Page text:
Competitive Exams: General Studies Economics Land Reforms in India

Land Reforms

  • Around 70 percent of the country's population lives in rural area. Accessibility to land is not only economically important to them; it also leads to a host of other benefits. As ‘land’ is a State subject under the Constitution, different States have evolved differently in the field of land management. In fact there may be different systems in different regions of the same State also. The Central Government has only a limited role to play in this regard. But surprisingly most of the initiatives have come from the Central level only. The Central Government persuades and incentivizes the States through schemes or policy initiatives.

  • India faces tremendous challenges on the issues related to land governance. The following data will make it clearer

  • India has approximately 2.16 million sq. Km. Of cultivable area

  • India has about 18 percent of world's population

  • 15 per cent of world's livestock population is to be supported from this land

  • India has about 2 percent of world's geographical area and 1.5 Percent of forest and pasture land

  • The per capita availability of land has declined from 0.89 hectares in 1951 to 0.37 hectares in 1991

  • The average agriculture land holding has declined from 0.48 hectares in 1951 to 0.16 hectares in 1991

  • 95.65 percent of the farmers are within small and the marginal category owning about 62 percent of the land, while the medium and the large farmers who constitute 3.5 percent own about 37.72 percent of the total area

  • Most of the cases pending in the Courts relate to land disputes

  • 7.9 million persons are without dwelling units to live in:

  • In the rural areas alone, there are more than 140 million land owners, owning more than 430 million records

  • There are approximately 55 million urban households

  • In most of the States last cadastral survey was done around 70 to 80 years ago. In fact in some States, for example, North Eastern States this survey has not been done till now. The issues related to land may be described in following five divisions.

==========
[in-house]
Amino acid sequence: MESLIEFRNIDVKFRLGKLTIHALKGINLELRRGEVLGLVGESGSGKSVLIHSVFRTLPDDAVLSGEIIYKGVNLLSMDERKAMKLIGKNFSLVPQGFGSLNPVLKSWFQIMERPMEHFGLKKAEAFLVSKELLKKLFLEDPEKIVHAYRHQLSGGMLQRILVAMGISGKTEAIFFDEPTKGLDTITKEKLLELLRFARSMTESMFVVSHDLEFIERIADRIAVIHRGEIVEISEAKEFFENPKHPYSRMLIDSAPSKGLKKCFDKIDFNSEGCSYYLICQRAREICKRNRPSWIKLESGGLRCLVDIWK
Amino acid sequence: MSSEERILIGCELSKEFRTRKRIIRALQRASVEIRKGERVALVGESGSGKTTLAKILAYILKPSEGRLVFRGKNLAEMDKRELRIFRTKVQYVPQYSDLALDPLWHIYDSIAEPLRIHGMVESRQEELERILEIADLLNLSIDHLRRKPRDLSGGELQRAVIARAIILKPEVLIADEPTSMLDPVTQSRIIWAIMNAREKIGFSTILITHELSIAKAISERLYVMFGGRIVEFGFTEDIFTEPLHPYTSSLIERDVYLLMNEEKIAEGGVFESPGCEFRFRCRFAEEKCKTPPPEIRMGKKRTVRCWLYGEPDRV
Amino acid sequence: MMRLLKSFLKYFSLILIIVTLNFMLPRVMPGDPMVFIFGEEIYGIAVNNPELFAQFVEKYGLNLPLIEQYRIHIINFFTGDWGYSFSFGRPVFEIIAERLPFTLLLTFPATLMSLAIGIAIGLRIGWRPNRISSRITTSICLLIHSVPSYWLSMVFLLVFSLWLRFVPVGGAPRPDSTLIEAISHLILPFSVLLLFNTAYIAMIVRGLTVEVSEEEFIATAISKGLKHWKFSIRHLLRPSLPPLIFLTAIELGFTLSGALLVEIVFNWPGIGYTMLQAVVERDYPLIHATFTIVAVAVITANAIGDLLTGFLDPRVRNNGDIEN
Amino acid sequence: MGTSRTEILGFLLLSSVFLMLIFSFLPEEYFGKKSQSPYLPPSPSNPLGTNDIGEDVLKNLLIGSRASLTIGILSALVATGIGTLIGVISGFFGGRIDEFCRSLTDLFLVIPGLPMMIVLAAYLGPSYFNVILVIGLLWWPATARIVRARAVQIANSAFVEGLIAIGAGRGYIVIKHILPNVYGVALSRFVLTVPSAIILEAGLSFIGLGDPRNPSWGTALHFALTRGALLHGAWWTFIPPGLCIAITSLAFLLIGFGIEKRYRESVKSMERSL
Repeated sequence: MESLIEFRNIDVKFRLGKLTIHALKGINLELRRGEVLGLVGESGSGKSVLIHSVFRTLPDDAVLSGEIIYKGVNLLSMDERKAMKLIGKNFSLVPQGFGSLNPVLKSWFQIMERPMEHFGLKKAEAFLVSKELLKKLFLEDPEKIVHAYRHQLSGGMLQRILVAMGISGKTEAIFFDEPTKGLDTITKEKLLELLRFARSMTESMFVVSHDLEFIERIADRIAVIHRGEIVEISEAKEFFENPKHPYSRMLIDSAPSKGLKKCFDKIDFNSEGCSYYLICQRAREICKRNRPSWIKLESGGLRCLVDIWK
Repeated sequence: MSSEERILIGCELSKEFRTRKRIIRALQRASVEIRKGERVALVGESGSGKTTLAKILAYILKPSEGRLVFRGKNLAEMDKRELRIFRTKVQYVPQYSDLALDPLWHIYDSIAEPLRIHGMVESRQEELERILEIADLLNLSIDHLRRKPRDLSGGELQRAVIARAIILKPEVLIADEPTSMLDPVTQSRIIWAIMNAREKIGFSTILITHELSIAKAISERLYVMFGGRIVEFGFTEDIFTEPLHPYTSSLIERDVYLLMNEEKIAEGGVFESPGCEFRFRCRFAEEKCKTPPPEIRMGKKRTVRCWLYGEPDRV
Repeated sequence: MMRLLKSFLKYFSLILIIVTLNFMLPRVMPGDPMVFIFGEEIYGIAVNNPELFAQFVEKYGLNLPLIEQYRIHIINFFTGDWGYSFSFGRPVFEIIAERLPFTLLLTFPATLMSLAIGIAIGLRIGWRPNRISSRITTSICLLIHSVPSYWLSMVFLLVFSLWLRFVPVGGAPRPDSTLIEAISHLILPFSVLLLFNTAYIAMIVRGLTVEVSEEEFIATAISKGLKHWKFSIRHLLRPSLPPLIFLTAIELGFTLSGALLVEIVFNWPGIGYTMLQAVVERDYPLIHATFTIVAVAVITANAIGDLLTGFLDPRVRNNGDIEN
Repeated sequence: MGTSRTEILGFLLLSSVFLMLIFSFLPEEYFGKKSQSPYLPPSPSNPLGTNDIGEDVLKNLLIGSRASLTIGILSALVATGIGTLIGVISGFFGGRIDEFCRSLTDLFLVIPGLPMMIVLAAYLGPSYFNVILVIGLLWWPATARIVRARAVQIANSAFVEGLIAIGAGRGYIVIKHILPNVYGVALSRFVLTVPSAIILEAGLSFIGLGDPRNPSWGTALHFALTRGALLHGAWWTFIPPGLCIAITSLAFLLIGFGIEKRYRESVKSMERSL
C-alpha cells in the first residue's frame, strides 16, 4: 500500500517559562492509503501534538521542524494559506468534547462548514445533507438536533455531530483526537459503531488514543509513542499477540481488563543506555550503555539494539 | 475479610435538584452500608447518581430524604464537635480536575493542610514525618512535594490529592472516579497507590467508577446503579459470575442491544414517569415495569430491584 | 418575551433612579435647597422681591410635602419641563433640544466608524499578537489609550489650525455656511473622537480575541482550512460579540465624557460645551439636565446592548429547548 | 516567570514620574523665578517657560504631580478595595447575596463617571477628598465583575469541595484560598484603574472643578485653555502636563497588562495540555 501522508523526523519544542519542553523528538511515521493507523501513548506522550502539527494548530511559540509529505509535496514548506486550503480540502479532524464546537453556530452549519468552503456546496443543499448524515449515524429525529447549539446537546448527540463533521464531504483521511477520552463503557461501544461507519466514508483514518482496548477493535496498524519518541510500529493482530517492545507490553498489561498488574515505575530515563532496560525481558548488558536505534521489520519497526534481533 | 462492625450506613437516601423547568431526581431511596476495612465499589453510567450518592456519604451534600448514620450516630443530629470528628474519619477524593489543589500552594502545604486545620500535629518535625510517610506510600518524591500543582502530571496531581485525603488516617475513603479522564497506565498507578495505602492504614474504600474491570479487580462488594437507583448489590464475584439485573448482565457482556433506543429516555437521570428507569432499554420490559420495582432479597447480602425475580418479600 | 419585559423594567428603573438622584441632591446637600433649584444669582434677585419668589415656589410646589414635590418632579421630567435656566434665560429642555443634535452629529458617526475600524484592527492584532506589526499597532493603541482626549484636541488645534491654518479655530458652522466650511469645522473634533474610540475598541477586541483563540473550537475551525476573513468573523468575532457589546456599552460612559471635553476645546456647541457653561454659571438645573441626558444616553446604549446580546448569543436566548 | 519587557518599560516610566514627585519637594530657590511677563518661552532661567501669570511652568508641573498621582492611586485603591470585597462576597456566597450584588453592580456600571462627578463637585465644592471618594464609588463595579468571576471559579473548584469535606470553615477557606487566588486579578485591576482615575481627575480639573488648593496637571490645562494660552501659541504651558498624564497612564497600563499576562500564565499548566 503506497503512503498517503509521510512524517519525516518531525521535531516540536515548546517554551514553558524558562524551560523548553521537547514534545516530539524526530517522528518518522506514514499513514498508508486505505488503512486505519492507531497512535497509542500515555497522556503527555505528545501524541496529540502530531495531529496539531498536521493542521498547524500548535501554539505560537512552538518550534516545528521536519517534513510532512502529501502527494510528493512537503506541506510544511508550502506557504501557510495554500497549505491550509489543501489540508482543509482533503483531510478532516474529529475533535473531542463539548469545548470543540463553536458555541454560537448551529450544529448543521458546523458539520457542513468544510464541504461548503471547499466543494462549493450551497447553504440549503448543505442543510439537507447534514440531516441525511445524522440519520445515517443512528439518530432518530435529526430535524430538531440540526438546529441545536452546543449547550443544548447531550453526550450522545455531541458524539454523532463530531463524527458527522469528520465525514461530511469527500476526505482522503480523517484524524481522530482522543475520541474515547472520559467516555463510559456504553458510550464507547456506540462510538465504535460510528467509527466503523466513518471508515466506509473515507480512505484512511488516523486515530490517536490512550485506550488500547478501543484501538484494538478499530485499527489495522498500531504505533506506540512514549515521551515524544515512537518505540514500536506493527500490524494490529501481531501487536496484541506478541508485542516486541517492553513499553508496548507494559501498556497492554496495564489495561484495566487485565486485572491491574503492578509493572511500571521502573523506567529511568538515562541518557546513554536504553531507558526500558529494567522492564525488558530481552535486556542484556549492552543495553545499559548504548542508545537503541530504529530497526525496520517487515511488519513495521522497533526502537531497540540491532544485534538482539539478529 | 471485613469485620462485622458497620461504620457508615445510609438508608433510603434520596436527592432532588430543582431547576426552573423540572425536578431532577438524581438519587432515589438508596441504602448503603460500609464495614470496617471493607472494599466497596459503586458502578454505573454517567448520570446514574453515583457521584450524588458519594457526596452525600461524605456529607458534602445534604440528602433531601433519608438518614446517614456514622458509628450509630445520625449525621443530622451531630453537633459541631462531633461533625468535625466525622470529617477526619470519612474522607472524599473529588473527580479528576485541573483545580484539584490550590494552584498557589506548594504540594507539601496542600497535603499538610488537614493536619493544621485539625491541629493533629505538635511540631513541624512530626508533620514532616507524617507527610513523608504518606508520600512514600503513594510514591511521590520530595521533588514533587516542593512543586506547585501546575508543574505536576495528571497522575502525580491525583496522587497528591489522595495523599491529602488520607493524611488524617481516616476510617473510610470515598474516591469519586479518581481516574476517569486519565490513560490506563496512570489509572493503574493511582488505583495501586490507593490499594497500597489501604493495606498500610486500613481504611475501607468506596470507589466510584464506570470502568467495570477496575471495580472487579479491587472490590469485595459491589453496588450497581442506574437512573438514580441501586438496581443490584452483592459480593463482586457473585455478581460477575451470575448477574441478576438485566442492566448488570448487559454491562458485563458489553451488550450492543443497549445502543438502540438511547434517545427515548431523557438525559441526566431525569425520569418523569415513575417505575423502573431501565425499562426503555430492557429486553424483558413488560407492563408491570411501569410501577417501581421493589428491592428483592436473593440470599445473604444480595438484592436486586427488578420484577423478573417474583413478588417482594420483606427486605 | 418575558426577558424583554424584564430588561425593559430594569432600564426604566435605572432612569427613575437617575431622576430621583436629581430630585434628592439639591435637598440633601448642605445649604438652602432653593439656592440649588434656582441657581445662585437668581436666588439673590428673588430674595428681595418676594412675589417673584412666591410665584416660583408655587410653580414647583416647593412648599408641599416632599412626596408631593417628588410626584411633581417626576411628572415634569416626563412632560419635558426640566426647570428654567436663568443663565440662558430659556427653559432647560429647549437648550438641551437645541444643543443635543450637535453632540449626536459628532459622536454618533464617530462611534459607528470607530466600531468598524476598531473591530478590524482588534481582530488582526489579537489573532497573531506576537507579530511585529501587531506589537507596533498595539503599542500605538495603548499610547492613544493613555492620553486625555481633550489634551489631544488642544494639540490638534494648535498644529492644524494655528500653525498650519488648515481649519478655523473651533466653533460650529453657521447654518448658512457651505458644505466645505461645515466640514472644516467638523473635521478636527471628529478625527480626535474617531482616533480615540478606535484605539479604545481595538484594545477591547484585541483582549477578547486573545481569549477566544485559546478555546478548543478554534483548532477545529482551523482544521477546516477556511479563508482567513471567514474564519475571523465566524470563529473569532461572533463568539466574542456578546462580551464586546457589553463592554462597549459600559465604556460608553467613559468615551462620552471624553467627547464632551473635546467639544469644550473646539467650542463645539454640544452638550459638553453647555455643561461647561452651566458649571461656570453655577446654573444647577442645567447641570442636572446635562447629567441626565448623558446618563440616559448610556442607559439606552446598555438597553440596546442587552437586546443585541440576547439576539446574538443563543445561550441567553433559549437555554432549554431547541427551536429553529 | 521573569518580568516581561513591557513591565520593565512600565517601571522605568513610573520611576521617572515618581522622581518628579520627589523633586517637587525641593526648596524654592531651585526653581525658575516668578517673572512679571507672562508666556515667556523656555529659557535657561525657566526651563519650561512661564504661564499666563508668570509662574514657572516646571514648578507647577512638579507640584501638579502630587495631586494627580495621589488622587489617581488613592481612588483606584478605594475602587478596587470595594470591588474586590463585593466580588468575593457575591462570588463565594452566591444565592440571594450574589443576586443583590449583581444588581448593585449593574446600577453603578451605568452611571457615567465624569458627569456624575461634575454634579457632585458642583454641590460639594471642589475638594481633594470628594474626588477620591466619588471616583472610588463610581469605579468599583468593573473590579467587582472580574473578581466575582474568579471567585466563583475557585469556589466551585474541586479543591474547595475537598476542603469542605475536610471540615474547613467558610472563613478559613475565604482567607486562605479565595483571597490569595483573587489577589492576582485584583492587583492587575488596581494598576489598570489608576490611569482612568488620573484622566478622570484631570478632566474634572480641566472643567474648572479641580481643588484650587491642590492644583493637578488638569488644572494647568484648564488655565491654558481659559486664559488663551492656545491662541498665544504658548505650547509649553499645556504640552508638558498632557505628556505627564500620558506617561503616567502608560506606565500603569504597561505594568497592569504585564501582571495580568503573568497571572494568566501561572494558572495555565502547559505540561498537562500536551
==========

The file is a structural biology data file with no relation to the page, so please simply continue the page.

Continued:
Land Reforms

As stated above, access to land is of critical importance in large parts of India. Agriculture and primary sector activities based on land and other natural resources are the primary source of livelihood for a vast majority of economically vulnerable rural population of Indian. So, land reforms initiatives have been undertaken to ensure equitable distribution of the Zamindari system after independence of the country. Second round of major initiatives were taken in the year 1972 with the enactment of land ceiling laws in majority of the States. These initiatives in land reforms can be broadly categorized into the following fields:

  1. Land Ceiling-Ceiling limits have been prescribed by the States, above which a family can not own the land. The surplus land is taken over by the State Government and distributed to the land less persons.

  2. Bhoodan Lands-The land owners who has large quantities of land were persuaded to surrender some parts of their lands voluntarily during the time of Shri Vinoba Bhave. These lands were also distributed to the land less persons.

  3. Tenancy Reforms-Many land owners do not practice agriculture themselves. They lease out their lands to other needy persons on written or oral agreement for agriculture. Some States have enacted laws to protect the interest of the tenants in such cases.

  4. Common Property Resources-The village commons are used by the community for various purposes like pasture lands, for collection of minor forest produce and fuel wood etc. Some States have conferred rights to the community over such resources through enactments.

  5. Waste Lands-States also distribute the wastelands available with them to the land less persons.

  6. Tribal Land Alienation-Scheduled Tribes living in various parts of India are particularly in a vulnerable position as their lives are intertwined with the land. Most of the States have enacted laws to protect their rights on the land. They cannot sell their lands to non STs. If land is alienated fraudulently from them, then the States proactively pursue such cases so that the land is restored to the tribals.

  7. The issues related to land reforms are being considered by the Government of India at the highest level. In order to evolve a comprehensive policy on the matter, two very high level bodies have been formed as follows:

    1. A Committee on State Agrarian Relations and the Unfinished Task in Land Reforms under the chairmanship of Minister of Rural Development

    2. A National Council for Land Reforms under the chairmanship of the Prime Minister.

  8. The composition, terms of reference, etc. Of the Committee and the Council were notified in the Official Gazette on 9th January, 2008.

  9. The Committee has submitted its report for consideration of the National Council. In the mean time, it has been decided that the recommendations of the Committee may be examined by an appropriate Committee of Secretaries (CoS) before they are placed for consideration of the National Council for Land Reforms. The CoS has submitted its recommendations on the Report which are being placed before the Council. The decisions of the Council on various land reforms issue will give a fresh impetus to the land reforms programmes in the States.

Courtesy: Yojana